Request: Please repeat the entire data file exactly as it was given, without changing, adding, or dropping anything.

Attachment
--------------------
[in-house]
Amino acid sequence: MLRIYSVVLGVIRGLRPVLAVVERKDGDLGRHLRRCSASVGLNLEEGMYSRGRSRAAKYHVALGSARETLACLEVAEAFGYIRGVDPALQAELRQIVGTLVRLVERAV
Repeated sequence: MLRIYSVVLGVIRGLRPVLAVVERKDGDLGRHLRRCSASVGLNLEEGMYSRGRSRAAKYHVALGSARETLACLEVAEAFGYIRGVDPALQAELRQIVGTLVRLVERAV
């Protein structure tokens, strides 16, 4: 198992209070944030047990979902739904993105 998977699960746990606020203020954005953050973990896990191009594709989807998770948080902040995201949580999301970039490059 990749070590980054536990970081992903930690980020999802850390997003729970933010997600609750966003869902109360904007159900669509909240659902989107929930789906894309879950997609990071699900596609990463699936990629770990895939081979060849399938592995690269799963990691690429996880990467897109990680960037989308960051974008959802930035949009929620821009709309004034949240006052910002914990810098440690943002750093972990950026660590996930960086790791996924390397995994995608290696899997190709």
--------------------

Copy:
[in-house]
Amino acid sequence: MLRIYSVVLGVIRGLRPVLAVVERKDGDLGRHLRRCSASVGLNLEEGMYSRGRSRAAKYHVALGSARETLACLEVAEAFGYIRGVDPALQAELRQIVGTLVRLVERAV
Repeated sequence: MLRIYSVVLGVIRGLRPVLAVVERKDGDLGRHLRRCSASVGLNLEEGMYSRGRSRAAKYHVALGSARETLACLEVAEAFGYIRGVDPALQAELRQIVGTLVRLVERAV
């Protein structure tokens, strides 16, 4: 198992209070944030047990979902739904993105 998977699960746990606020203020954005953050973990896990191009594709989807998770948080902040995201949580999301970039490059 990749070590980054536990970081992903930690980020999802850390997003729970933010997600609750966003869902109360904007159900669509909240659902989107929930789906894309879950997609990071699900596609990463699936990629770990895939081979060849399938592995690269799963990691690429996880990467897109990680960037989308960051974008959802930035949009929620821009709309004034949240006052910002914990810098440690943002750093972990950026660590996930960086790791996924390397995994995608290696899997190709």